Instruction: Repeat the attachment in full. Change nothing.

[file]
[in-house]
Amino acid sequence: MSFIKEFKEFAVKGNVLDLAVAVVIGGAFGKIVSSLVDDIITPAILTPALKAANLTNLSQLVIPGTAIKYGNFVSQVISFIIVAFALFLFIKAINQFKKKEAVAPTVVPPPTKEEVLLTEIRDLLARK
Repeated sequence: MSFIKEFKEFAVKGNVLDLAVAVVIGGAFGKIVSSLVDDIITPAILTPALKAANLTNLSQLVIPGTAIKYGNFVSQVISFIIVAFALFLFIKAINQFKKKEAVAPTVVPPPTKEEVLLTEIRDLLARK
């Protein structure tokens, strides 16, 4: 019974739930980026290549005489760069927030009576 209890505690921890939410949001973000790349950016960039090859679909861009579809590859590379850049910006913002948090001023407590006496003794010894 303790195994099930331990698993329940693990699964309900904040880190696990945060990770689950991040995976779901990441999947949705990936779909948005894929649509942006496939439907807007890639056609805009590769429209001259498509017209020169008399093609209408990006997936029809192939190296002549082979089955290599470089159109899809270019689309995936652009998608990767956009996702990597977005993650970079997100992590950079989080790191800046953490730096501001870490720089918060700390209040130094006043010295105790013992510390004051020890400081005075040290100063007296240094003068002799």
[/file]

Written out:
[in-house]
Amino acid sequence: MSFIKEFKEFAVKGNVLDLAVAVVIGGAFGKIVSSLVDDIITPAILTPALKAANLTNLSQLVIPGTAIKYGNFVSQVISFIIVAFALFLFIKAINQFKKKEAVAPTVVPPPTKEEVLLTEIRDLLARK
Repeated sequence: MSFIKEFKEFAVKGNVLDLAVAVVIGGAFGKIVSSLVDDIITPAILTPALKAANLTNLSQLVIPGTAIKYGNFVSQVISFIIVAFALFLFIKAINQFKKKEAVAPTVVPPPTKEEVLLTEIRDLLARK
């Protein structure tokens, strides 16, 4: 019974739930980026290549005489760069927030009576 209890505690921890939410949001973000790349950016960039090859679909861009579809590859590379850049910006913002948090001023407590006496003794010894 303790195994099930331990698993329940693990699964309900904040880190696990945060990770689950991040995976779901990441999947949705990936779909948005894929649509942006496939439907807007890639056609805009590769429209001259498509017209020169008399093609209408990006997936029809192939190296002549082979089955290599470089159109899809270019689309995936652009998608990767956009996702990597977005993650970079997100992590950079989080790191800046953490730096501001870490720089918060700390209040130094006043010295105790013992510390004051020890400081005075040290100063007296240094003068002799």